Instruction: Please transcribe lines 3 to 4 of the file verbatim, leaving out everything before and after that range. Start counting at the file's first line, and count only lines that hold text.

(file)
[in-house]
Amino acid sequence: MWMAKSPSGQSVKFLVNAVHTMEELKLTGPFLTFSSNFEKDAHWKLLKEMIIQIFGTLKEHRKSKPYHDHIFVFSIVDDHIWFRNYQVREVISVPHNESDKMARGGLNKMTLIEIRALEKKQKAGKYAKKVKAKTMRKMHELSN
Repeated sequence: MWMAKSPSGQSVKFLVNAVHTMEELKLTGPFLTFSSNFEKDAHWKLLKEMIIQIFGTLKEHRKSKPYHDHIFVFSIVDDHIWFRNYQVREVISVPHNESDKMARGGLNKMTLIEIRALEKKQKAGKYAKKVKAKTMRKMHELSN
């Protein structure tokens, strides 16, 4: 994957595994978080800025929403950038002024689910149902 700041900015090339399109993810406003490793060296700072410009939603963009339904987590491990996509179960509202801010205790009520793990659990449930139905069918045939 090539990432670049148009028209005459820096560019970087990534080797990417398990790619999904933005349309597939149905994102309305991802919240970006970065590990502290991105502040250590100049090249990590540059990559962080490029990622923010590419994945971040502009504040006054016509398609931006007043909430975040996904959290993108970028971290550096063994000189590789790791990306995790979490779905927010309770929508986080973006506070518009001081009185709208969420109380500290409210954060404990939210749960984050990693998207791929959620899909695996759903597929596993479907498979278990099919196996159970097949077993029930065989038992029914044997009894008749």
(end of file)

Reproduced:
Repeated sequence: MWMAKSPSGQSVKFLVNAVHTMEELKLTGPFLTFSSNFEKDAHWKLLKEMIIQIFGTLKEHRKSKPYHDHIFVFSIVDDHIWFRNYQVREVISVPHNESDKMARGGLNKMTLIEIRALEKKQKAGKYAKKVKAKTMRKMHELSN
């Protein structure tokens, strides 16, 4: 994957595994978080800025929403950038002024689910149902 700041900015090339399109993810406003490793060296700072410009939603963009339904987590491990996509179960509202801010205790009520793990659990449930139905069918045939 090539990432670049148009028209005459820096560019970087990534080797990417398990790619999904933005349309597939149905994102309305991802919240970006970065590990502290991105502040250590100049090249990590540059990559962080490029990622923010590419994945971040502009504040006054016509398609931006007043909430975040996904959290993108970028971290550096063994000189590789790791990306995790979490779905927010309770929508986080973006506070518009001081009185709208969420109380500290409210954060404990939210749960984050990693998207791929959620899909695996759903597929596993479907498979278990099919196996159970097949077993029930065989038992029914044997009894008749």